Woody Allen’s new movie “To Rome With Love” is a montage of stories on the titillating streets of the eternal city. Allen (who hadn’t appeared in any of his films since 2006) plays Jerry, a restless, retired opera director whose world collides with Giancarlo, played to hilarity by Italy’s renowned tenor Fabio Armiliato. Roberto Benigni is Leopoldo, a Joe Schmoe suddenly and inexplicably stalked by paparazzi. Alec Baldwin is a scene-stealer as John, a famous-yet-embittered architect on vacation doling out hard-won romantic advice to Jack (Jesse Eisenberg) who gets tangled up with Monica (Ellen Page) while he’s already living with Sally (Greta Gerwig). Penélope Cruz is smokin’ as an Italian hooker in a red-hot dress.
The Arty Semite caught up with Woody Allen to ask him about acting, editing and the stupid questions he gets from the press.
Dorri Olds: There are funny scenes in “To Rome With Love” about idiotic questions from the press. What are the worst questions you’ve been asked?
Woody Allen: I don’t think we have enough time to answer that. When I walk through those red carpet things, I’ve been asked, “Is Penelope Cruz your new muse?” If I make one picture with somebody they assume that I have a muse, that I want a muse, and that person wants to be my muse. There are millions of questions that are really stupid.
What is it about Rome that appealed to you?
Rome is a provocative city to shoot in. It’s visually arresting and there’s a great Italian film tradition. Certain things in the Italian sensibility make you want to tell stories.
When the actors spoke Italian how did you know they were saying what you wanted?
I don’t speak any Italian myself, or Spanish, but I made a film in Spain and there was some smattering of French in the French film but you don’t have to know the language. You can understand an actor. Good actors are convincing, their body language and everything else is just correct. It’s not hard to direct somebody in another language.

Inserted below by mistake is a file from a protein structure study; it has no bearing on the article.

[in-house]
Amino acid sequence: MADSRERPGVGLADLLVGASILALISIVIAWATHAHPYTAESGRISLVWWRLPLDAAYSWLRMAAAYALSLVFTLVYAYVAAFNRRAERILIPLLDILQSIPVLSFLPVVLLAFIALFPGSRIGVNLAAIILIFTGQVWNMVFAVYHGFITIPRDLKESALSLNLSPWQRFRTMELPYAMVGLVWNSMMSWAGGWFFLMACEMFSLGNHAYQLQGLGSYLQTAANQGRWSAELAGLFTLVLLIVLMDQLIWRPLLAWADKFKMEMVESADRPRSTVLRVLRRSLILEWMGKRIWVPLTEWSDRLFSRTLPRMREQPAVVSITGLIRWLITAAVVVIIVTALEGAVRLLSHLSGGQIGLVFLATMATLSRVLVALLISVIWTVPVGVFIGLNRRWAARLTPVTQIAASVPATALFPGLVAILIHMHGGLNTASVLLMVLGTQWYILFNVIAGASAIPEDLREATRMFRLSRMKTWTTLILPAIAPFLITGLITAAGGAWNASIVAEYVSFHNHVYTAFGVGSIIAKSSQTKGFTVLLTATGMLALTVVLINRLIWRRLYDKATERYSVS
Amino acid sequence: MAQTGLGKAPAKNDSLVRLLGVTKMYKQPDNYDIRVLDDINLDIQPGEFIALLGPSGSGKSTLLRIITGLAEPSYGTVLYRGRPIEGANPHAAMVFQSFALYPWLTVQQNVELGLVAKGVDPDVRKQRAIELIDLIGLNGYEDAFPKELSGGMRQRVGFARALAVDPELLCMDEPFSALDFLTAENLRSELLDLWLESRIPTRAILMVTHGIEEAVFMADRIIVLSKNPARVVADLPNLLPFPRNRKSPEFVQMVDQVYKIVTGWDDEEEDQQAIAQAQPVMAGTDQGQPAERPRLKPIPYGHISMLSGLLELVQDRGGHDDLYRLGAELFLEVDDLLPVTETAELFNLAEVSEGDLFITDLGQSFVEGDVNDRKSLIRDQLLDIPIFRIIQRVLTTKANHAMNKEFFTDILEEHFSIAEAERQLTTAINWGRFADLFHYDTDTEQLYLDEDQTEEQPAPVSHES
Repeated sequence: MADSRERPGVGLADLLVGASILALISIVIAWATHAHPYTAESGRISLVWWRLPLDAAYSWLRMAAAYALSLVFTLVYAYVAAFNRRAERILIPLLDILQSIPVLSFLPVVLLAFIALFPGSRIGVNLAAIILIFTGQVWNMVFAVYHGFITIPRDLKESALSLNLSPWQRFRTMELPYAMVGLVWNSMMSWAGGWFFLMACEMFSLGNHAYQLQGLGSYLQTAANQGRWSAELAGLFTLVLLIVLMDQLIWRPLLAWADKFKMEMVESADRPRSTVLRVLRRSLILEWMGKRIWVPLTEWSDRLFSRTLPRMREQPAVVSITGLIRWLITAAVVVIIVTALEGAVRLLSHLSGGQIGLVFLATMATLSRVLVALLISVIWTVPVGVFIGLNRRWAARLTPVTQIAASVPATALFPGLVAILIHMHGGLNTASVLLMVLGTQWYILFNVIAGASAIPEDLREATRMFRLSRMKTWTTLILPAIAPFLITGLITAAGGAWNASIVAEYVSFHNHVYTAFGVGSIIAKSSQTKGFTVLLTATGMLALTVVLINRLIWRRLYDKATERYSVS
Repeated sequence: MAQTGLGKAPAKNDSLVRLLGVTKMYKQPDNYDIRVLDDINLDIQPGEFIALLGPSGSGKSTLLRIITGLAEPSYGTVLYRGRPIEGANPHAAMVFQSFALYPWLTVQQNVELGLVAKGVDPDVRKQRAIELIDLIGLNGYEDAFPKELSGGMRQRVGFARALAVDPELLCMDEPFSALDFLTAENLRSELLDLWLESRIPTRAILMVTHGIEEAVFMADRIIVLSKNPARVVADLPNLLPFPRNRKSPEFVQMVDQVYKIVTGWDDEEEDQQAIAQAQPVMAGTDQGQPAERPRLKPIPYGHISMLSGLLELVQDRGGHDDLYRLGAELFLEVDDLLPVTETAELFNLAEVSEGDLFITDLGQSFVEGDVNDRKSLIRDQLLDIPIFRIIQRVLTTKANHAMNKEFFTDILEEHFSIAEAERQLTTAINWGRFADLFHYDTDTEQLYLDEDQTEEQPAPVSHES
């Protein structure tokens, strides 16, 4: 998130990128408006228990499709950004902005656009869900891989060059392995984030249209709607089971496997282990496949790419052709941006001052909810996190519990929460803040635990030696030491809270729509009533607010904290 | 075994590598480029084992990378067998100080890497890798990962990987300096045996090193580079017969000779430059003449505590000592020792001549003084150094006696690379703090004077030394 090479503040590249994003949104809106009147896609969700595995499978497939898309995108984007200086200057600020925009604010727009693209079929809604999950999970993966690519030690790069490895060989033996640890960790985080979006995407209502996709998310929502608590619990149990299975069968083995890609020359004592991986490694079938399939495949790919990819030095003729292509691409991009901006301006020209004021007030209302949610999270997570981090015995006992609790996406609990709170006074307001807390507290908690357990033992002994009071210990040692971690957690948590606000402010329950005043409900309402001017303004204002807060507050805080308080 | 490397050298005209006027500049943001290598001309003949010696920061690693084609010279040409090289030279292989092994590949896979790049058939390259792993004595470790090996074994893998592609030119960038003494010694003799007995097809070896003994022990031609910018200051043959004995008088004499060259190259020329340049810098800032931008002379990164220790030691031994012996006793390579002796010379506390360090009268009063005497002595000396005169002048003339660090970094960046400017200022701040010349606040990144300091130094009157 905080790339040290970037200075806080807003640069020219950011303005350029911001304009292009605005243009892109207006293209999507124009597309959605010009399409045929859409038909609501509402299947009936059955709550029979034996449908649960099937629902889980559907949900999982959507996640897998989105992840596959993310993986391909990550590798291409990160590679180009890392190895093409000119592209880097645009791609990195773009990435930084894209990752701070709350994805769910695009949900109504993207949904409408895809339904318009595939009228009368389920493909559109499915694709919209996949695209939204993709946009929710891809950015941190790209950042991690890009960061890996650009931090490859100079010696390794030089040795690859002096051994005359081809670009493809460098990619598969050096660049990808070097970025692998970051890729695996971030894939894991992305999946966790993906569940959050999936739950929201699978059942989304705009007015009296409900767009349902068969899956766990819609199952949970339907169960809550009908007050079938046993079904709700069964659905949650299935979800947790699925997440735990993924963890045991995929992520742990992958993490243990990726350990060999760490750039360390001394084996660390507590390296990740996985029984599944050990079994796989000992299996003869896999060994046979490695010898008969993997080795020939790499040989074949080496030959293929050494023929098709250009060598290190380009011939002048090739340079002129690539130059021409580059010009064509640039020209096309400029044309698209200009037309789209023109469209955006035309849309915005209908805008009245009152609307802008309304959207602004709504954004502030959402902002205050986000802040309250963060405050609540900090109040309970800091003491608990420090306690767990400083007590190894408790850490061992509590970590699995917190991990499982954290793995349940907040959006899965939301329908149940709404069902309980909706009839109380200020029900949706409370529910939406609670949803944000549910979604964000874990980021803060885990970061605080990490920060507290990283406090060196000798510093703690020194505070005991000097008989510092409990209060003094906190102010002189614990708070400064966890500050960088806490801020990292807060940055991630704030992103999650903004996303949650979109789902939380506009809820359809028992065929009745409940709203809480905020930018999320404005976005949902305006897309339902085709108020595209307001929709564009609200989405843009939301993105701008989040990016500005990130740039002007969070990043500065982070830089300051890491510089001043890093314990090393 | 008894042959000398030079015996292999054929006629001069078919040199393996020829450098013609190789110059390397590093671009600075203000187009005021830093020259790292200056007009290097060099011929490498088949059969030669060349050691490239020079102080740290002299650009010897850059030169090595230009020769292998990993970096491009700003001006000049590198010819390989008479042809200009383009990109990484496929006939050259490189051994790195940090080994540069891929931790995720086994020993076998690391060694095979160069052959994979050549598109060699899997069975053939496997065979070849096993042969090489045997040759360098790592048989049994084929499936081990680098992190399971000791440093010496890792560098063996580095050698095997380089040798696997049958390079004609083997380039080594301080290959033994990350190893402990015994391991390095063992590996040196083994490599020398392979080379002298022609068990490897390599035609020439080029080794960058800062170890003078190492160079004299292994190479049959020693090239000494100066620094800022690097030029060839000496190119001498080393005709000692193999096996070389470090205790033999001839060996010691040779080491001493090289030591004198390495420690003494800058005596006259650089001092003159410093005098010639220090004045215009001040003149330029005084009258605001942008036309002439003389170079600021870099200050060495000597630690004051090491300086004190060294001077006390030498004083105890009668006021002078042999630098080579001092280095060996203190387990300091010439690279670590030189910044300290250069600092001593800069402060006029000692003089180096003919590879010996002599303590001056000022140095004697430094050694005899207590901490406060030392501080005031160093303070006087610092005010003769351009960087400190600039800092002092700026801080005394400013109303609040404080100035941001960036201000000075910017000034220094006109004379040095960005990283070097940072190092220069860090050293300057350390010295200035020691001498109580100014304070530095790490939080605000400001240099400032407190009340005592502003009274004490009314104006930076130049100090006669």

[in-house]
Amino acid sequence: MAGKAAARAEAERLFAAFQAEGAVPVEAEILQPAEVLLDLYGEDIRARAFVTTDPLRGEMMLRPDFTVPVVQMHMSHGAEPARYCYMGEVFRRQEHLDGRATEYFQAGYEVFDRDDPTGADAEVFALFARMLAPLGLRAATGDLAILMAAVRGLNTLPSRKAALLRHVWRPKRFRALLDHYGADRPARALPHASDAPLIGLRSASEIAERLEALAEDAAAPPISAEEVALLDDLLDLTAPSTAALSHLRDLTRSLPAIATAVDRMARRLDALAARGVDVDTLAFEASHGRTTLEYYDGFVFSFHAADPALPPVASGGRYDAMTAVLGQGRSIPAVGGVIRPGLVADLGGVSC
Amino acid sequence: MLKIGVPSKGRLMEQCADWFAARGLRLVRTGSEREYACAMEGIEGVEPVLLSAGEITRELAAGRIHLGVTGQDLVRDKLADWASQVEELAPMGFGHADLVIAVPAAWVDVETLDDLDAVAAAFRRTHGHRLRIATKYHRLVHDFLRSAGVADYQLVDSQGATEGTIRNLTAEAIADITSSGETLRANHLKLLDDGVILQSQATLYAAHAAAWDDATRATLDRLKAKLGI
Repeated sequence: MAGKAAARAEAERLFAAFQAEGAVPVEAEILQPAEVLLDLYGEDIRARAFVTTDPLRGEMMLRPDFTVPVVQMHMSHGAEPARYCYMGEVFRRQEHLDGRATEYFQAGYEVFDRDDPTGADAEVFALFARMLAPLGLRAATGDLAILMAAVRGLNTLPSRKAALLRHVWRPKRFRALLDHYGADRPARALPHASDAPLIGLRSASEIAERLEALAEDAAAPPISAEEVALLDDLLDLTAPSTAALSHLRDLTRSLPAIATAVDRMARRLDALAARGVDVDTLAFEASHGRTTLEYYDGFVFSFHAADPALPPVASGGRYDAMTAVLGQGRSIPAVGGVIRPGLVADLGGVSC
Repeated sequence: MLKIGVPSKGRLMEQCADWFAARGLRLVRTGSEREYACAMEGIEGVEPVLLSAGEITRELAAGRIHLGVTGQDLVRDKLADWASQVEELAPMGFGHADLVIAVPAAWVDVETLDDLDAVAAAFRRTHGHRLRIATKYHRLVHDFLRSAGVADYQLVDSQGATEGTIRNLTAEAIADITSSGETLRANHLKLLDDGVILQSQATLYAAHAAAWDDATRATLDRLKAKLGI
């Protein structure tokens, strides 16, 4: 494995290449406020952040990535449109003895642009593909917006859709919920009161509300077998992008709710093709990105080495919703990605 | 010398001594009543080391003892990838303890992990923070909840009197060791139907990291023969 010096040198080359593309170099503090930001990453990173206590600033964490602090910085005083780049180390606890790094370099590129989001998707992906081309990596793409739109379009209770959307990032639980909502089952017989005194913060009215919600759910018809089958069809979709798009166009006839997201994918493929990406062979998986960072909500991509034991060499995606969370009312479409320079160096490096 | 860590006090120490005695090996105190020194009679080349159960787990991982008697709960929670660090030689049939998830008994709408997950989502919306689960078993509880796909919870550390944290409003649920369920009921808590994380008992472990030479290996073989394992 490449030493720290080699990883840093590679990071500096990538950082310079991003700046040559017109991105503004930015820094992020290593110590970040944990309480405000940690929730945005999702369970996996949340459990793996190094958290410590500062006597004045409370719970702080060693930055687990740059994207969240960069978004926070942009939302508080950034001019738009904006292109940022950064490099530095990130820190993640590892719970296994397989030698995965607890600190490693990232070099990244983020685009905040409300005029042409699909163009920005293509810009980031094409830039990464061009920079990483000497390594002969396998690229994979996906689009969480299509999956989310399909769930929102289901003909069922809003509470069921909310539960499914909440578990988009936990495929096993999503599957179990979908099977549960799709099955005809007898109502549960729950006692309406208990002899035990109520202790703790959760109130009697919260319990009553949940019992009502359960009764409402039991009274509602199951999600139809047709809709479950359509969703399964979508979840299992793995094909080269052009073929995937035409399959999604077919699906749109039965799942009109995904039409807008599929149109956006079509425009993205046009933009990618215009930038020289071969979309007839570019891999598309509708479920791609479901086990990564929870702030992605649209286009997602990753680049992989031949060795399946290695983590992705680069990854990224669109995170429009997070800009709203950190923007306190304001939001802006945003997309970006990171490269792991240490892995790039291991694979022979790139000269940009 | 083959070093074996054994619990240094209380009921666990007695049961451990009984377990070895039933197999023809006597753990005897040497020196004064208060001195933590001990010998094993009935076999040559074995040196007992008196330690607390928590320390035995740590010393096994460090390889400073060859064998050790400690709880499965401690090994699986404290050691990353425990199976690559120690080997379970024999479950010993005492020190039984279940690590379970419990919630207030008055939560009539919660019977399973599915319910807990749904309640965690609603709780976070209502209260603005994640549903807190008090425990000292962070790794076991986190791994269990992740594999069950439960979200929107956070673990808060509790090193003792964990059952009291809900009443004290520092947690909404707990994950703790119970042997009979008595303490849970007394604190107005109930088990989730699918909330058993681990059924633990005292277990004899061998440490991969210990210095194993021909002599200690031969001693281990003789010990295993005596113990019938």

Can you describe your editing process?
You start off with very great ambitions. You want to make “Citizen Kane.” Then you shoot the film and when you get into the editing room you realize you’ve screwed up so irredeemably that you just edit the film in any configuration to avoid embarrassment. The editing process becomes the floundering of a drowning man. It’s not simply that you go in there and edit a theme like it’s Potemkin or something. It doesn’t work that way. I’m just in there selling out left and right giving up the last ounce of integrity in order to survive.
What made you decide to return to acting in this film?
I always like to act and when I write a script I look at it and if there’s a part I can play, I play it. In the last half a dozen scripts I’ve written, there hasn’t really been anything I felt I could do. This script, I looked at it and I could do it.
Why was “Midnight in Paris” such an enormous success?
It was my biggest financial success. I try to create a good picture each time and either I make it or I don’t. It was a happy accident. It’s capricious for the filmmaker so I have no idea, but no matter where it was — Sweden, Japan — it was the best attendance I’ve ever had on a picture. A complete mystery to me.
Why did you shoot abroad again? Have you tired of using New York?
It’s because of where the money comes from. I have trouble getting funded. After every picture it’s a scramble. I make movies for very little money but still have trouble raising that little bit. In other places — Europe, Asia, South America — people call and say, “If you make a picture here, we’ll pay for it.” That’s how it started with “Match Point” then Barcelona, France and Italy called. Countries asked if I’d make the picture there and I can’t afford not to.
You’re incredibly prolific. How do you keep up the pace?
It’s not as grueling as you may think. In the course of a year you make a film and see what’s happening. You read stories. I make notes — pencil it down and throw it in a drawer. At the end of the year, when I look, many are meaningless. But once in a while I’ll pull out a scrap and it’ll say something like “A man who could only sing in the shower,” and it’ll occur to me that there’s something there for a story and I write it. If I don’t have anything, I’m good at forcing the issue because I used to be a live television writer years ago. We’d come in on Monday morning and there’d be a show on Saturday night and you couldn’t wait for your muse to visit you. You had to sit there and come up with something. So, I can do that if I have to, but I don’t like to. It’s painful. I can come up with stories though — it is just an accident of birth.